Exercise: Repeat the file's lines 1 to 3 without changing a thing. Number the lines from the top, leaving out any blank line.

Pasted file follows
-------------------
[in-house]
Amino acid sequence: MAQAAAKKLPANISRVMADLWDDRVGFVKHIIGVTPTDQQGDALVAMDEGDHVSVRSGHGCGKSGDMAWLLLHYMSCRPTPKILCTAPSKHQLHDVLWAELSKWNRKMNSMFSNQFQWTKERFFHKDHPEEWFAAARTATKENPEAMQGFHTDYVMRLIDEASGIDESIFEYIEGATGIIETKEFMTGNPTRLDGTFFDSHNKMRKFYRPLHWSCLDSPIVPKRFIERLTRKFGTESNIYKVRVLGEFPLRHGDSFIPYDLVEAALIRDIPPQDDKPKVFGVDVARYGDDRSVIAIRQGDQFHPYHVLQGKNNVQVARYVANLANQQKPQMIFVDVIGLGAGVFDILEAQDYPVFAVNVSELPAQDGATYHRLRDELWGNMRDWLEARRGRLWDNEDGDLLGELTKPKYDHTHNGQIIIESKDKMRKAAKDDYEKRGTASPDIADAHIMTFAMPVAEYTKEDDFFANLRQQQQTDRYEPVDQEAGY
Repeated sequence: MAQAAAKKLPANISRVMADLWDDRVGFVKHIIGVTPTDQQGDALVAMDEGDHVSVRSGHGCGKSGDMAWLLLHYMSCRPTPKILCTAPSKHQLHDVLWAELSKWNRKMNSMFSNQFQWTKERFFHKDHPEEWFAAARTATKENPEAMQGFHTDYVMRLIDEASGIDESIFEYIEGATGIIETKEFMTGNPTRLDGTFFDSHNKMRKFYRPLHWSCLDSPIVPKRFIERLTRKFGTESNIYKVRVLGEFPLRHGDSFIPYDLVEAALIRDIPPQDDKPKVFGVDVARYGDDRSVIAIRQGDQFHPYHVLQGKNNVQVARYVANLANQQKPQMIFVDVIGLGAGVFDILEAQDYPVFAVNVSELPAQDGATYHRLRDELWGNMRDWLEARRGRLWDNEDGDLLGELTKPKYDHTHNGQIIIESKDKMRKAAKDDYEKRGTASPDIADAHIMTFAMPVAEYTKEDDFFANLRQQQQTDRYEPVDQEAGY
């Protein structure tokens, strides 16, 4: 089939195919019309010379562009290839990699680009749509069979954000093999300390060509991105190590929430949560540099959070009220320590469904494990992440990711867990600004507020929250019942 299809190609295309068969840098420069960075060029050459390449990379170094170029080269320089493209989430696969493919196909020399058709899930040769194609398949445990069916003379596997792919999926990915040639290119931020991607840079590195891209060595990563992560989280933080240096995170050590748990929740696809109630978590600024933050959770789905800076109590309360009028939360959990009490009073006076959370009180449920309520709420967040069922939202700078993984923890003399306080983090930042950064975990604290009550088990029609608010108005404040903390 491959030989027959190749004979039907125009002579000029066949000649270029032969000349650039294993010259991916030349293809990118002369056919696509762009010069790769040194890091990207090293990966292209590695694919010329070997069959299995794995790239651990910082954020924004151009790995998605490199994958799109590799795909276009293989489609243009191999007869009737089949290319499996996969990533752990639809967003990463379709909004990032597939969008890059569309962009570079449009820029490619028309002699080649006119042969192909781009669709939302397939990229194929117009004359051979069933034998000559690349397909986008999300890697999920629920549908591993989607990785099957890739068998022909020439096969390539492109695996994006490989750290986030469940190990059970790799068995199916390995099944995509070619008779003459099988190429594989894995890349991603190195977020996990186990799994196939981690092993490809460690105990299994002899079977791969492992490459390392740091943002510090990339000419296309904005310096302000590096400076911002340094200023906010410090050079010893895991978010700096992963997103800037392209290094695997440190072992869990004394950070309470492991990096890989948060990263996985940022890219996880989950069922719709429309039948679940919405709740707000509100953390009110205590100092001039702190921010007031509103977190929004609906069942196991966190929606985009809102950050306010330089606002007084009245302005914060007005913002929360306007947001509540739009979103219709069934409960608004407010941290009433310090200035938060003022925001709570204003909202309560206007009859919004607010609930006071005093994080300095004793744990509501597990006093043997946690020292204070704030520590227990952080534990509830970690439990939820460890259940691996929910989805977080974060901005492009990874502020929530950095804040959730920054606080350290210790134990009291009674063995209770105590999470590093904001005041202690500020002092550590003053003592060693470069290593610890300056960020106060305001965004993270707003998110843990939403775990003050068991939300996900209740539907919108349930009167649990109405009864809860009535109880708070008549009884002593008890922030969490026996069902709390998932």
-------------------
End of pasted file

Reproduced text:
[in-house]
Amino acid sequence: MAQAAAKKLPANISRVMADLWDDRVGFVKHIIGVTPTDQQGDALVAMDEGDHVSVRSGHGCGKSGDMAWLLLHYMSCRPTPKILCTAPSKHQLHDVLWAELSKWNRKMNSMFSNQFQWTKERFFHKDHPEEWFAAARTATKENPEAMQGFHTDYVMRLIDEASGIDESIFEYIEGATGIIETKEFMTGNPTRLDGTFFDSHNKMRKFYRPLHWSCLDSPIVPKRFIERLTRKFGTESNIYKVRVLGEFPLRHGDSFIPYDLVEAALIRDIPPQDDKPKVFGVDVARYGDDRSVIAIRQGDQFHPYHVLQGKNNVQVARYVANLANQQKPQMIFVDVIGLGAGVFDILEAQDYPVFAVNVSELPAQDGATYHRLRDELWGNMRDWLEARRGRLWDNEDGDLLGELTKPKYDHTHNGQIIIESKDKMRKAAKDDYEKRGTASPDIADAHIMTFAMPVAEYTKEDDFFANLRQQQQTDRYEPVDQEAGY
Repeated sequence: MAQAAAKKLPANISRVMADLWDDRVGFVKHIIGVTPTDQQGDALVAMDEGDHVSVRSGHGCGKSGDMAWLLLHYMSCRPTPKILCTAPSKHQLHDVLWAELSKWNRKMNSMFSNQFQWTKERFFHKDHPEEWFAAARTATKENPEAMQGFHTDYVMRLIDEASGIDESIFEYIEGATGIIETKEFMTGNPTRLDGTFFDSHNKMRKFYRPLHWSCLDSPIVPKRFIERLTRKFGTESNIYKVRVLGEFPLRHGDSFIPYDLVEAALIRDIPPQDDKPKVFGVDVARYGDDRSVIAIRQGDQFHPYHVLQGKNNVQVARYVANLANQQKPQMIFVDVIGLGAGVFDILEAQDYPVFAVNVSELPAQDGATYHRLRDELWGNMRDWLEARRGRLWDNEDGDLLGELTKPKYDHTHNGQIIIESKDKMRKAAKDDYEKRGTASPDIADAHIMTFAMPVAEYTKEDDFFANLRQQQQTDRYEPVDQEAGY